Banker of the Year: Setúbal stays grounded as Itaú flies
The rise of Itaú, led by its chief executive, Roberto Setúbal, is one of the success stories of a generation in banking. Consistency and a canny approach to acquisitions have been the key to Setúbal’s achievements. And that is not going to change even as Itaú Unibanco cements its place as one of the world’s largest banks. Rob Dwyer reports from São Paulo.
ROBERTO EGYDIO SETÚBAL is an engineer by training. Like his father, Olavo Egydio Setúbal, he attended the Escola Politécnica, the most prestigious engineering university in Brazil, before following his footsteps into the family bank. In the 1970s, when engineers were qualifying into the bleak job market of Brazil’s contracting industrial base, Setúbal senior hired engineers to his small but growing bank in droves. Engineers spread throughout all the bank’s departments: the treasury, its control functions and the back offices. Banco Itaú quickly became known as the bank of engineers. This was a compliment. The bank was quickly developing a reputation for having the same qualities associated with engineers: discipline, control, logic, method and, above all, consistency.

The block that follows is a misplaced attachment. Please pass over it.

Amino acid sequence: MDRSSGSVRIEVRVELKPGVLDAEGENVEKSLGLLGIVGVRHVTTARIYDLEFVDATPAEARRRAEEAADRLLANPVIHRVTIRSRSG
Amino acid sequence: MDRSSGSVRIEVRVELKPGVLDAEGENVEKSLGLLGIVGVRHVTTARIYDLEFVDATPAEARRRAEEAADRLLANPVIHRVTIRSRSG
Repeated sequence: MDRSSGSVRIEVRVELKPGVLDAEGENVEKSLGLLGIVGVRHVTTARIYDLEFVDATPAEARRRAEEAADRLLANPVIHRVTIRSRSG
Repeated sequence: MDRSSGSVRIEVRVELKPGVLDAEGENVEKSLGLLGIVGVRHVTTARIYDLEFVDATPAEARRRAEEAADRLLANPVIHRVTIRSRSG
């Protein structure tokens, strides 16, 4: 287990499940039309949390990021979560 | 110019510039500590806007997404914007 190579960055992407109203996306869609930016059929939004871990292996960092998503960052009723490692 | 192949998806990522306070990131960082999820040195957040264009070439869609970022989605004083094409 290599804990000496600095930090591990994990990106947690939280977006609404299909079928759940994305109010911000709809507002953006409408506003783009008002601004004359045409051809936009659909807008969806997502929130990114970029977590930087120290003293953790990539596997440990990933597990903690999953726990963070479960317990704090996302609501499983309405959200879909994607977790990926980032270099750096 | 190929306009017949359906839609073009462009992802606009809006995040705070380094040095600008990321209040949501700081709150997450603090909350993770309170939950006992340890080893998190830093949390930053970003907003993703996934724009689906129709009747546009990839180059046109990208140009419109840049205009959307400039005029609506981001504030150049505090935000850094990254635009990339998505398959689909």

This culture is a large part of the answer to the question: just how has Roberto Setúbal grown his bank, which is today the world’s 10th largest? Itaú Unibanco’s market capitalization was R$109 billion ($67.9 billion) at the end of the first quarter of 2011. In 1994, when Setúbal took control of the bank, it was $2 billion.